Welcome to Netrider ... Connecting Riders!

Interested in talking motorbikes with a terrific community of riders?
Signup (it's quick and free) to join the discussions and access the full suite of tools and information that Netrider has to offer.

Voluntary Student Union Bill/Act

Discussion in 'General Motorcycling Discussion' at netrider.net.au started by mjt57, Dec 11, 2005.

  1. I've been reading about the VSU bill that was passed in Federal Parliament this week. I've also been reading various forums and what I would probably describe as the polarised views of the bill and what it will or won't do for students.

    I know that there are a few uni students here, former uni students and some such as Moike, Stewey T and Tony E who work at the various campuses. So, from your guys' perspective, is this a good or bad thing? Are SUs vehicles to push either left wing or right wing ideologies, or do they provide genuine and useful student services? Or are they a combination of all things?

  2. I know i got very very cheap dental service and from what I understand welfare and childminding facilities were a few of the services provided at a minimum fee for students directly because of the union fees.
    It has nothing to do with politics and more to do with looking after student needs.
    This was at LaTrobe university.
    Student unions were always democratically elected anyways.
  3. is uni disney land or is a part of the education system that is supposed to be educating youth to join the real world?

    union fees arent compulsary in the real world.
    I dont and wont belong to a union (ANF or HACSU)
    as my unions are only there to support the upper escilon on nursing and dont give a rats about registered Nurses (Div 2) , but will sure go out of there way for Nurse Unit mangers and management.

    10 years ago roughly these unions tried to disband Div 2 Registered Nurses and wanted to Place pCA's ( personal care assistants ) into Hospitals.

    They will never get my support until they look after the working class.
  4. I think that the real issue was the word "Union".

    The fees were more like a form of social security tax. They went to providing services that all students could benefit from. In principle it really isn't any different to what the governments do. They "tax" you, and provide services in return.

    Now where it gets gnarly is when we starting talking about corruption. For sure, there have been corrupt student union governing bodies. When I went to the University of Melbourne, at the time, we had one of the most corrupt student union bodies in the University's history running the show. These guys were taking student funded junkets, catching not just taxis, but limosine taxis 3kms down the road to eat out at expensive restaurants.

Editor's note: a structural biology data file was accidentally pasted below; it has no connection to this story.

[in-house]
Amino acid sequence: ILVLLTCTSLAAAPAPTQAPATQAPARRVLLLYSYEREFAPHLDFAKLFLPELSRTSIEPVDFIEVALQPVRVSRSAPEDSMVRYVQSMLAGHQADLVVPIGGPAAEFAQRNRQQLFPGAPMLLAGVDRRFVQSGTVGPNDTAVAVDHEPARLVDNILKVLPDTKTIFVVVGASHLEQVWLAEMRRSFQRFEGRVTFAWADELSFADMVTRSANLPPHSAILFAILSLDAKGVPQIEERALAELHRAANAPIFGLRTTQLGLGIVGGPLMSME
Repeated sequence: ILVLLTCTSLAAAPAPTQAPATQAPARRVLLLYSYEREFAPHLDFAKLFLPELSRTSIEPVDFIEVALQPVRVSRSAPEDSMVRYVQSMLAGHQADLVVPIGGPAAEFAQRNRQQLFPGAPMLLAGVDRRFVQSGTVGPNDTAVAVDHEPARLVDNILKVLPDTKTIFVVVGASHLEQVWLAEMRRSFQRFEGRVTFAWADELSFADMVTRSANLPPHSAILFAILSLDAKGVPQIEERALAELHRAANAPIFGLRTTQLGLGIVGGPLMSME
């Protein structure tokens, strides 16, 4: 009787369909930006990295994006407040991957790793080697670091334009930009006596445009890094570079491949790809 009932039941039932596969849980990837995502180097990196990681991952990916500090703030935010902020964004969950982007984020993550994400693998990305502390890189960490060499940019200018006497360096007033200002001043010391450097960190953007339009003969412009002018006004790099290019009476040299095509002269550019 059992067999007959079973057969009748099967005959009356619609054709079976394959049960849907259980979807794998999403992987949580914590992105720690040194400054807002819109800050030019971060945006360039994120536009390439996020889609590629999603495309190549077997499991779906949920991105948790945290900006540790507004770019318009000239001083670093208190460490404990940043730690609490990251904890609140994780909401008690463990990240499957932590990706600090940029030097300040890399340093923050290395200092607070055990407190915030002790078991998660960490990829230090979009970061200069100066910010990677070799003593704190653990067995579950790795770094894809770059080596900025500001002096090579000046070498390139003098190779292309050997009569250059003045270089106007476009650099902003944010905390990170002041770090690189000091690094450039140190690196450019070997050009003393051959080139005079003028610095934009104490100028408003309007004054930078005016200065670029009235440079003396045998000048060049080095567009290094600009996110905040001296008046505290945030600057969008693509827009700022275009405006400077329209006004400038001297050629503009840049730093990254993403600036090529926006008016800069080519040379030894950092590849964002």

When the feds came in (has to be federal police because universities are federal institutions) they got word and were literally caught with their hands in the paper shredders trying to get rid of the evidence.

    Okay, so that's a clearly bad side to it, but corruption is an issue in government too. We all know that it is.

    The real question is whether or not the benefits are seen to be getting to the students, and on the whole in my experience, they were. Not all uni students come from wealthy families with money coming out their arses. The student union fees went to assisting those who truly needed a hand, and overall went into the betterment of our society. Poorer students have trouble affording the basic services, and food, required to sustain themselves through university. When they graduate though, they typically go into higher paying jobs than average, and contribute immensely more to the public taxation purse, rather than struggling to the point of dropping out, and never realising their potential.

    At its heart, this bill is really about communal socialism vs user-pays capitalism. The liberal party has shown where they would like to take this country. Power to the rich, screw the poor. The universities will, and in a sense always have since they are the breeding grounds of many of our politicians, serve as a microcosmic social experiment to larger plans.
  5. Student unions have nothing to do with employee unions. Totally different animal.

    Student unions are there to provide services to students.

    As Cathar noted the word "Union" is working against them.

    The modern "liberal" party has always opossed student unions, because they believe it is a starting point for Labour polititions.

    The banning has nothing to do with anthing they say, rather it is purley political.
  6. excuse me, but at sydney uni i paid $535 a year for smoething i did not get anything out of. i agree with it being voluntary.......
  7. Compulsory unionism, even if the organisation distances itself from the obvious conotations of the word, is not legal in this country, and the Universities have been flouting this situation for far too long.
    The Government is happy to fund student facilities for those who wish to use them, but it is not happy to have every student, regardless of means or political persuasion, forced to pay into a compulsory union, whose actions and disbursement of the money is not open and transparent, and is always directed into opposition to democracy, no matter what the persuasion of the Government of the day.
  8. Never bought food at the cafeteria?
    Never attended any on campus functions (movies, concerts, etc)?
    Never visited a subsidised doctor/dentist?
    Never played any sports on campus, attended a gym, or engaged in any sporting activity?
    Never used the student union funded casual library?
    Never used a bike rack?
    Never sat on any of the chairs and tables around the student union building?

    Sure. One can go through University and totally avoid the benefits and services that the student union fees provide, however sometimes people can also be quite oblivious to the services that they are using, without even realising it.